“Demand growth is different, though, than it was 10 years ago,” Kauffman said. “We don’t have the same kind of growth as we’ve had in the past. The supply side is what’s really strong.”

Yield trends among wheat and feed grains were up 27 percent in 2016 compared with 2015, Kauffman said. Even though demand has been stable, three years of strong production has weighed heavily on producers around the world, not just in the U.S., but also as from away as Brazil and Argentina.

What will it take to bring profits back up to where they need to be to support a recovery in the once blackened lands of the southern Plains, Colorado and Nebraska?

“We have seen production costs drop, primarily fertilizer, but land values, seed costs and others haven’t seen the cost declines as we have in others,” Kauffman said. “We have seen an increase in loan demand for four consecutive years, meaning that we’ve seen an overall downturn in the ag economy the last four years, primarily in the area of demand for loans for short-term cash flow needs rather than for land.”

Despite the reduction in prices and profits, Kauffman said delinquencies have not begun to pick up—yet.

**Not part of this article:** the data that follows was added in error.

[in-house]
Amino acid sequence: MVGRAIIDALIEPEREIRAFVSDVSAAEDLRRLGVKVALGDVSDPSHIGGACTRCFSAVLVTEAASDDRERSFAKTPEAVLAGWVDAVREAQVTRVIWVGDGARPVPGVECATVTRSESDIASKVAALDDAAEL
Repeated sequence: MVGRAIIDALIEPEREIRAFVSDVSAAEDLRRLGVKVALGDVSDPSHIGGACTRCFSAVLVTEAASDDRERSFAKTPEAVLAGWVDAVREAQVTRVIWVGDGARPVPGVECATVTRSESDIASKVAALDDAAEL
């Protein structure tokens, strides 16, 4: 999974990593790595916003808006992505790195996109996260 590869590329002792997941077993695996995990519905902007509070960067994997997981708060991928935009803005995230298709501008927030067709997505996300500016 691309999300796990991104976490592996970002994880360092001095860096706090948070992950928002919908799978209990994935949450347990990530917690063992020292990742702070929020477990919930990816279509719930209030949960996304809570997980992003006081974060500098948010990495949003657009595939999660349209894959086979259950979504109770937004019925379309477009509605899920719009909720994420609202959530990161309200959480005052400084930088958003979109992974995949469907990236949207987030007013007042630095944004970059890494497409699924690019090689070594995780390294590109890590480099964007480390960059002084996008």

“Delinquencies have been increasing just a little bit, but they remain historically low,” Kauffman said. “The question is why we haven’t seen more delinquencies is that we must remember how strong things were prior to the downturn.

“Farmland markets represent more than 80 percent of the farm balance sheet. We haven’t seen the fall in land values that we have in commodity values. In some areas they’re down more in some areas than others, but the fact they remain strong have given lenders lots of opportunities to work with borrowers. Even if we see a lot of pickup in carryover debt and extensions from one year to the next, there is opportunity to work with producers to take on additional collateral in terms of additional farmland.”

 

A cyclical business